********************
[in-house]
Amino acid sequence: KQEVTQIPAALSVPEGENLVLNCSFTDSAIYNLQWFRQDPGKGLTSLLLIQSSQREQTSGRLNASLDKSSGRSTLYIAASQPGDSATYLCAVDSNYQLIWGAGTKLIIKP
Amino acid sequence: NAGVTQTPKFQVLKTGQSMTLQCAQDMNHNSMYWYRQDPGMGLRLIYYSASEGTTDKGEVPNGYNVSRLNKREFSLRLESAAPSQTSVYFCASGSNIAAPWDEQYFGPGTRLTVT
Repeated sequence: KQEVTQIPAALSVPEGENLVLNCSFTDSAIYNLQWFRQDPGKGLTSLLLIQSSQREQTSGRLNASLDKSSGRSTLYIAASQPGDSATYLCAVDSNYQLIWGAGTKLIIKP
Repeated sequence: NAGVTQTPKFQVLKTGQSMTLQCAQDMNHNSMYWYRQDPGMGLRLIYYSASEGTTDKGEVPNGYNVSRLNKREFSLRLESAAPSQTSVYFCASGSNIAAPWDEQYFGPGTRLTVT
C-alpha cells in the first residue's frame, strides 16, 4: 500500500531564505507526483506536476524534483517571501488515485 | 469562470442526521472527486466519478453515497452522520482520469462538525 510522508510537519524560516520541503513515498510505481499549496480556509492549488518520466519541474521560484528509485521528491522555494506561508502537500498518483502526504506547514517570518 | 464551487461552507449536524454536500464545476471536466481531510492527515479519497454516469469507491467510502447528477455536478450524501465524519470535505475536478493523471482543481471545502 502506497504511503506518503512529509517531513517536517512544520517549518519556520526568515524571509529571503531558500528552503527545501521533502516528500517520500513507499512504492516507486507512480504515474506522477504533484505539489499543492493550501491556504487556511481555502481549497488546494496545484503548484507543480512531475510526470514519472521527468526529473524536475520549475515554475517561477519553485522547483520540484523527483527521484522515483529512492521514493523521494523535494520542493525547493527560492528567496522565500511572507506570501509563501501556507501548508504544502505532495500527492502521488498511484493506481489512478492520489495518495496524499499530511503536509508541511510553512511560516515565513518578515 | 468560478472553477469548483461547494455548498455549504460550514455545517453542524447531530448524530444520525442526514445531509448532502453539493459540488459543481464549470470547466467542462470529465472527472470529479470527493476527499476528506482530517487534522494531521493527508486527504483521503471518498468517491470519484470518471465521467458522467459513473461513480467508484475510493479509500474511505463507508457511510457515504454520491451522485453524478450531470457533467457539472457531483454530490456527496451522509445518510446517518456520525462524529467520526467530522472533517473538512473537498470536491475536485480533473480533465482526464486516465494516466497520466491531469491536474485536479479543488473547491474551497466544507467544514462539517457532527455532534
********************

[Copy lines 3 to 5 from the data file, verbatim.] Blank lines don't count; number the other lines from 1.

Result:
Amino acid sequence: NAGVTQTPKFQVLKTGQSMTLQCAQDMNHNSMYWYRQDPGMGLRLIYYSASEGTTDKGEVPNGYNVSRLNKREFSLRLESAAPSQTSVYFCASGSNIAAPWDEQYFGPGTRLTVT
Repeated sequence: KQEVTQIPAALSVPEGENLVLNCSFTDSAIYNLQWFRQDPGKGLTSLLLIQSSQREQTSGRLNASLDKSSGRSTLYIAASQPGDSATYLCAVDSNYQLIWGAGTKLIIKP
Repeated sequence: NAGVTQTPKFQVLKTGQSMTLQCAQDMNHNSMYWYRQDPGMGLRLIYYSASEGTTDKGEVPNGYNVSRLNKREFSLRLESAAPSQTSVYFCASGSNIAAPWDEQYFGPGTRLTVT